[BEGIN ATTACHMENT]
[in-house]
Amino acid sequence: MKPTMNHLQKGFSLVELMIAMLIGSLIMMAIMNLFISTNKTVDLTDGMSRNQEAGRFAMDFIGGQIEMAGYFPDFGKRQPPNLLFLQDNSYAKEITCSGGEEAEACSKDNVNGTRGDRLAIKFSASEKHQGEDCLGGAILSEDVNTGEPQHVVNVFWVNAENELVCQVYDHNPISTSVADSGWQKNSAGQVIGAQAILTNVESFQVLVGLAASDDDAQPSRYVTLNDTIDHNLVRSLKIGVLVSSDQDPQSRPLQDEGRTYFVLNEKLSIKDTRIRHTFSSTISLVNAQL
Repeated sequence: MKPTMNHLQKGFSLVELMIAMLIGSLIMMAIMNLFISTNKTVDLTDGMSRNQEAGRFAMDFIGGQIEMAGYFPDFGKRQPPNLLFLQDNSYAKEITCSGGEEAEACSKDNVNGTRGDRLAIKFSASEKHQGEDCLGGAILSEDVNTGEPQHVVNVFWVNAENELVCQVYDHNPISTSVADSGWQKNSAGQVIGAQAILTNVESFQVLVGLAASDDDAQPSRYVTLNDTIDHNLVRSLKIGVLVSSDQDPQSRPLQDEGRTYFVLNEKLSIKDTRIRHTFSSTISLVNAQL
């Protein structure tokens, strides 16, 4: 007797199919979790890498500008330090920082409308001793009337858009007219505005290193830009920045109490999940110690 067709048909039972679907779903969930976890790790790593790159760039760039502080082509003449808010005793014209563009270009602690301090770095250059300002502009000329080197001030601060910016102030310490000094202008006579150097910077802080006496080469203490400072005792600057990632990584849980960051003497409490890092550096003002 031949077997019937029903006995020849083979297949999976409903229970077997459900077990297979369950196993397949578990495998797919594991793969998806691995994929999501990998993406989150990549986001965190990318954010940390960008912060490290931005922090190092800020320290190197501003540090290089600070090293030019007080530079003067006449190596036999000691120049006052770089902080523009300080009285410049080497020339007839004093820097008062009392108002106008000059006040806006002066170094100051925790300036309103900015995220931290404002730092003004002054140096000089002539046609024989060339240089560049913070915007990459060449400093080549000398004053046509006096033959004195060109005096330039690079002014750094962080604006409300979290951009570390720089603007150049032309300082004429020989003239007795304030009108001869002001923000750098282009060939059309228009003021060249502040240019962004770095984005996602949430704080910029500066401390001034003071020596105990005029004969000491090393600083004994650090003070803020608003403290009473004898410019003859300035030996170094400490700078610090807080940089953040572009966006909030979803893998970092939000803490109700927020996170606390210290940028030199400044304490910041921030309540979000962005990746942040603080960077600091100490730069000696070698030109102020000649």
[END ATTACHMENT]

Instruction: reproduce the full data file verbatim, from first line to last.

[in-house]
Amino acid sequence: MKPTMNHLQKGFSLVELMIAMLIGSLIMMAIMNLFISTNKTVDLTDGMSRNQEAGRFAMDFIGGQIEMAGYFPDFGKRQPPNLLFLQDNSYAKEITCSGGEEAEACSKDNVNGTRGDRLAIKFSASEKHQGEDCLGGAILSEDVNTGEPQHVVNVFWVNAENELVCQVYDHNPISTSVADSGWQKNSAGQVIGAQAILTNVESFQVLVGLAASDDDAQPSRYVTLNDTIDHNLVRSLKIGVLVSSDQDPQSRPLQDEGRTYFVLNEKLSIKDTRIRHTFSSTISLVNAQL
Repeated sequence: MKPTMNHLQKGFSLVELMIAMLIGSLIMMAIMNLFISTNKTVDLTDGMSRNQEAGRFAMDFIGGQIEMAGYFPDFGKRQPPNLLFLQDNSYAKEITCSGGEEAEACSKDNVNGTRGDRLAIKFSASEKHQGEDCLGGAILSEDVNTGEPQHVVNVFWVNAENELVCQVYDHNPISTSVADSGWQKNSAGQVIGAQAILTNVESFQVLVGLAASDDDAQPSRYVTLNDTIDHNLVRSLKIGVLVSSDQDPQSRPLQDEGRTYFVLNEKLSIKDTRIRHTFSSTISLVNAQL
């Protein structure tokens, strides 16, 4: 007797199919979790890498500008330090920082409308001793009337858009007219505005290193830009920045109490999940110690 067709048909039972679907779903969930976890790790790593790159760039760039502080082509003449808010005793014209563009270009602690301090770095250059300002502009000329080197001030601060910016102030310490000094202008006579150097910077802080006496080469203490400072005792600057990632990584849980960051003497409490890092550096003002 031949077997019937029903006995020849083979297949999976409903229970077997459900077990297979369950196993397949578990495998797919594991793969998806691995994929999501990998993406989150990549986001965190990318954010940390960008912060490290931005922090190092800020320290190197501003540090290089600070090293030019007080530079003067006449190596036999000691120049006052770089902080523009300080009285410049080497020339007839004093820097008062009392108002106008000059006040806006002066170094100051925790300036309103900015995220931290404002730092003004002054140096000089002539046609024989060339240089560049913070915007990459060449400093080549000398004053046509006096033959004195060109005096330039690079002014750094962080604006409300979290951009570390720089603007150049032309300082004429020989003239007795304030009108001869002001923000750098282009060939059309228009003021060249502040240019962004770095984005996602949430704080910029500066401390001034003071020596105990005029004969000491090393600083004994650090003070803020608003403290009473004898410019003859300035030996170094400490700078610090807080940089953040572009966006909030979803893998970092939000803490109700927020996170606390210290940028030199400044304490910041921030309540979000962005990746942040603080960077600091100490730069000696070698030109102020000649």